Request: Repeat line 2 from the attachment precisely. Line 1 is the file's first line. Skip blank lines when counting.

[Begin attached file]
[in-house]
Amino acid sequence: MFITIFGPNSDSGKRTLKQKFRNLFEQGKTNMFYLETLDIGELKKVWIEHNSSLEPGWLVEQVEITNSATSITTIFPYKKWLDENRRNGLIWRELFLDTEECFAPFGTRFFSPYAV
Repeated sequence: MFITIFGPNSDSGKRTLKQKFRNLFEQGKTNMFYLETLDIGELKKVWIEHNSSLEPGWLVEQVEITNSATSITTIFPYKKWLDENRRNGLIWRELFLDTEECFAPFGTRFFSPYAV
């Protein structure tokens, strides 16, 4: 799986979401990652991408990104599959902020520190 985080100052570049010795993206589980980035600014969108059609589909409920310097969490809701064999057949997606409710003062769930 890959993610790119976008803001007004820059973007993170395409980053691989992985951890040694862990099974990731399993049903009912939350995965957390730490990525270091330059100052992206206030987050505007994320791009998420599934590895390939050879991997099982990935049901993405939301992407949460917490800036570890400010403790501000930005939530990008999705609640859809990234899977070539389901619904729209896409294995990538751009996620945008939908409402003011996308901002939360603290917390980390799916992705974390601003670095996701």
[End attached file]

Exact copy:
Amino acid sequence: MFITIFGPNSDSGKRTLKQKFRNLFEQGKTNMFYLETLDIGELKKVWIEHNSSLEPGWLVEQVEITNSATSITTIFPYKKWLDENRRNGLIWRELFLDTEECFAPFGTRFFSPYAV